Still Life Sunday: Ice Cube Rebellion

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10 Ice Cube Rebellion

As the train slows down and pulls to the station, she looks out from the rain-covered window and smiles. This is a town she knows.

When the train comes to a full stop, she takes the step from train to pier, her feet automatically guiding her to a familiar street that leads to the school she attended the year before. Everything feels familiar, nothing seems to have changed. She fits right in, as if she was never gone.

At school, a familiar face greets her in recognition, probably thinking that she still lives here, is a part of the establishment. No one seems to have noticed that she’s been absent for several months and is, even now, only visiting.

It’s as if nothing’s changed. But for her, everything has changed.

She might have the same hair, the same smile and style of clothing, but on the inside, nothing’s the same. If that person who just greeted her had asked her how she’s doing, the change might have come up. But only a short and cute ‘hey’ doesn’t give away anything of value. It doesn’t reveal how you are or who you are.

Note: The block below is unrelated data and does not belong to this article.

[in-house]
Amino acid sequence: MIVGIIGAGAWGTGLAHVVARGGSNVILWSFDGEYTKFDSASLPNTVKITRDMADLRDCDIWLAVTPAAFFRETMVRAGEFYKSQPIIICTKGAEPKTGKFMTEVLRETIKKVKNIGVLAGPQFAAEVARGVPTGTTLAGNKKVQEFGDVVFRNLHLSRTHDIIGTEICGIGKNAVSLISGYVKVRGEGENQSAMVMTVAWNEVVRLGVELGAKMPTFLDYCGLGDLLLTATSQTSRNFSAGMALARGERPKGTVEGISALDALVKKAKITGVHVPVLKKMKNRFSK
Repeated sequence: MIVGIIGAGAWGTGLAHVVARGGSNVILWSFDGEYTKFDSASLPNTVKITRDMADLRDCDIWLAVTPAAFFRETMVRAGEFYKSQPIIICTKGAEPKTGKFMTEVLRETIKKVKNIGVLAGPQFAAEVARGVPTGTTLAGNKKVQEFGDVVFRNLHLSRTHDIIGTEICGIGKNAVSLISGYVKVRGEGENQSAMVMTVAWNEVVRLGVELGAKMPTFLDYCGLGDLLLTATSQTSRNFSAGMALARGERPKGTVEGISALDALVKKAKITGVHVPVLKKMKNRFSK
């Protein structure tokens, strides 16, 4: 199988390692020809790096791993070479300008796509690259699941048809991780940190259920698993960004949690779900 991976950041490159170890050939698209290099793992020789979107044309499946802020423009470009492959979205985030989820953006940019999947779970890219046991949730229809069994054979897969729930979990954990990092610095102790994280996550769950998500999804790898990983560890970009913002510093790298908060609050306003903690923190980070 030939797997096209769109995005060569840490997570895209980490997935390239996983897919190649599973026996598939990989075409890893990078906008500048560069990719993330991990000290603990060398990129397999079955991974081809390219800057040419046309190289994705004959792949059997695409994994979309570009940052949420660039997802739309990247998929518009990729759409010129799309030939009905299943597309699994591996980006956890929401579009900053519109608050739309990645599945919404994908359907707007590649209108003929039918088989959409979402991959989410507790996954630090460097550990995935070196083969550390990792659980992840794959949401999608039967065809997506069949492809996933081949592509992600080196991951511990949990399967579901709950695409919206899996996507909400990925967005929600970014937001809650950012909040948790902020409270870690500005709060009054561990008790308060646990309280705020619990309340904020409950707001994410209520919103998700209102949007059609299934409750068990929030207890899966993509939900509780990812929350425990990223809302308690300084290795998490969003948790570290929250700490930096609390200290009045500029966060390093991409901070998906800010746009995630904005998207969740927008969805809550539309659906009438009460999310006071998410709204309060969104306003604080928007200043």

A year in this town was an intensive time. She liked to think of that year as an ice-making process

In the beginning, she was liquid water, poured into an ice cube form to become something else. Slowly, she started adjusting to the square formed nest, as was expected. Soon after that, as if placed in a freezer, she started to form, intensifying in essence, the edges of the square holding tightly to her. Tighter and tighter, the form would become her or she would become the form, until – –

A time, a process, had come to an end. The liquid had turned into hard ice, and was popped out from the form. What had seemed almost impossible at first was ridiculously easy in the next moment, and she was free. Now formed like a square, fitting in, just as designed. Perfect.

She left the town, ready for the next thing. What she didn’t know was that if she wanted to return, she shouldn’t have left.